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When it comes to taxes, credits are the preferred way to cut your bill.
While deductions, either itemized or standard, reduce your amount of taxable income, credits cut your actual tax bill, dollar-for-dollar. That’s because credits come into play AFTER your tax liability is figured. So if you owe Uncle Sam $500, a $250 tax credit will cut your bill in half.
Similarly, some credits are more valuable than others.
Refundable credits may eliminate any tax you owe and provide you with a refund. So even if your tax bill is zero, you could get money back from the Internal Revenue Service thanks to a refundable credit. These credits include:
- Earned income tax credit
- Additional child tax credit
- Credit for taxes withheld on wages and other amounts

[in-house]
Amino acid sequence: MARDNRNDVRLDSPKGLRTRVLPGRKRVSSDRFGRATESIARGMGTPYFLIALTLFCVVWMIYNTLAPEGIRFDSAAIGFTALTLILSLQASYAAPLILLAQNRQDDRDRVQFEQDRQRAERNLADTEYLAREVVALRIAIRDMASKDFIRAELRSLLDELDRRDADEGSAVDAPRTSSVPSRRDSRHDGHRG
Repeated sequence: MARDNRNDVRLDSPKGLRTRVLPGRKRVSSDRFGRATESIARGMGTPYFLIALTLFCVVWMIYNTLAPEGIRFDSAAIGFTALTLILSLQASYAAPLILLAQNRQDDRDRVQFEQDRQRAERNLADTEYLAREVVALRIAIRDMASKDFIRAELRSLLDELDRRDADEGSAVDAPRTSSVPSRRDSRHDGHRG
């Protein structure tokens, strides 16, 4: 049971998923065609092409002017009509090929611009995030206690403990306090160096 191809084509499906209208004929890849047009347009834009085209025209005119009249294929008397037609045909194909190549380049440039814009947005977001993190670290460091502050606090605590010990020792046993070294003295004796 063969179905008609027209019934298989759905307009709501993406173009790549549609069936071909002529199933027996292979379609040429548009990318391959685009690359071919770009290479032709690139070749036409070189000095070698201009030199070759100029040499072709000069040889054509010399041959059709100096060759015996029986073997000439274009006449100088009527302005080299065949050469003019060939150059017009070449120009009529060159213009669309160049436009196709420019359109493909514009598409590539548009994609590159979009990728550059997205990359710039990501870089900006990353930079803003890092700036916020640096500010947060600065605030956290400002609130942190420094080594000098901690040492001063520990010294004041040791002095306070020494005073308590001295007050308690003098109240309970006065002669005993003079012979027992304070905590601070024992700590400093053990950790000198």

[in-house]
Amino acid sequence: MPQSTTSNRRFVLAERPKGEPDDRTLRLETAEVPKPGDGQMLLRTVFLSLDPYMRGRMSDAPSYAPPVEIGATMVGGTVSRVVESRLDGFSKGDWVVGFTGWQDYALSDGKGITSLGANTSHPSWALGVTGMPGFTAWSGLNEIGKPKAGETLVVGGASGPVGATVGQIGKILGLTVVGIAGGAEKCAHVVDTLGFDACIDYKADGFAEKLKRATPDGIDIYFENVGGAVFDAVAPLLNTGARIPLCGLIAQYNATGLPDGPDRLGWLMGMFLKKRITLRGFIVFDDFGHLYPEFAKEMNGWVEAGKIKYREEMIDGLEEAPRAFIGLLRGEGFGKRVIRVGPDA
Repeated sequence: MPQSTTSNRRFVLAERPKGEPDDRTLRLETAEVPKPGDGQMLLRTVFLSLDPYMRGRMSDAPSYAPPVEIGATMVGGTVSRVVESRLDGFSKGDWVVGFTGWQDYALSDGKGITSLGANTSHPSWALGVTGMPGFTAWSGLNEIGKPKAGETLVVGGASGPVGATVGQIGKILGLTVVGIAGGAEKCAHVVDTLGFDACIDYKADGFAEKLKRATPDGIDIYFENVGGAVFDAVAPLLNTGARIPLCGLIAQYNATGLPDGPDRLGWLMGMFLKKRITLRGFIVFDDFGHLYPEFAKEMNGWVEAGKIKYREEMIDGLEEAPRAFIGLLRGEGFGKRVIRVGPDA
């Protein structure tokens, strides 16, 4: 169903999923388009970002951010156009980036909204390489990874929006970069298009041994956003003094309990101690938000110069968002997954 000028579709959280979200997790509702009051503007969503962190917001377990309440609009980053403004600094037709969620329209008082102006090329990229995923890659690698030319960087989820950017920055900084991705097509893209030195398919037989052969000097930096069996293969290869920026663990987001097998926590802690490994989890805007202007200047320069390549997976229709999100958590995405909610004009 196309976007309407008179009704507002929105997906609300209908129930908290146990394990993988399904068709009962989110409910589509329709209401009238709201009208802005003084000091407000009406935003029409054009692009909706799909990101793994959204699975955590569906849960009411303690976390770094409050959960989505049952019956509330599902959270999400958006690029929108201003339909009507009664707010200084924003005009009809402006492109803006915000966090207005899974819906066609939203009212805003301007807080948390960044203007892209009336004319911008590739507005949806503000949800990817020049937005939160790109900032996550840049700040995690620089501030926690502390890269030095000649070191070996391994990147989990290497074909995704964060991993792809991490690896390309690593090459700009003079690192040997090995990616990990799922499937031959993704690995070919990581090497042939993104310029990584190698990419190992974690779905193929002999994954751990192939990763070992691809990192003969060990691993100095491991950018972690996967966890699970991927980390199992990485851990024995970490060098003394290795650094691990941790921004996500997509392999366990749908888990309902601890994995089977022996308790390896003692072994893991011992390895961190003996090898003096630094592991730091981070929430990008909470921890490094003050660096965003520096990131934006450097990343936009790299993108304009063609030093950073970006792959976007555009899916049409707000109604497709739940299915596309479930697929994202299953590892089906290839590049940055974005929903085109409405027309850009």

Nonrefundable credits can take your tax down to nothing, but you can’t get money back from the government. Popular nonrefundable credits are:
- Child tax credit
- Child- and dependent-care credit
- Credit for the elderly or disabled
- Retirement savings contributions credit
- Adoption expenses credit
- Hope and Lifetime Learning education credits
These credits can’t be used to get a refund on your tax return. When your tax bill reaches zero, any leftover credit amount is wasted. With the adoption credit, however, you can carry forward unused amounts from year to year until the credit is absorbed or the carry-forward period expires, whichever is first.
The choice of your tax form also could affect your credit claims. Form 1040EZ filers can only claim the earned income credit. To get the benefit of the other credits, you must use Form 1040 or Form 1040A, and some of these credits require you to fill out additional forms.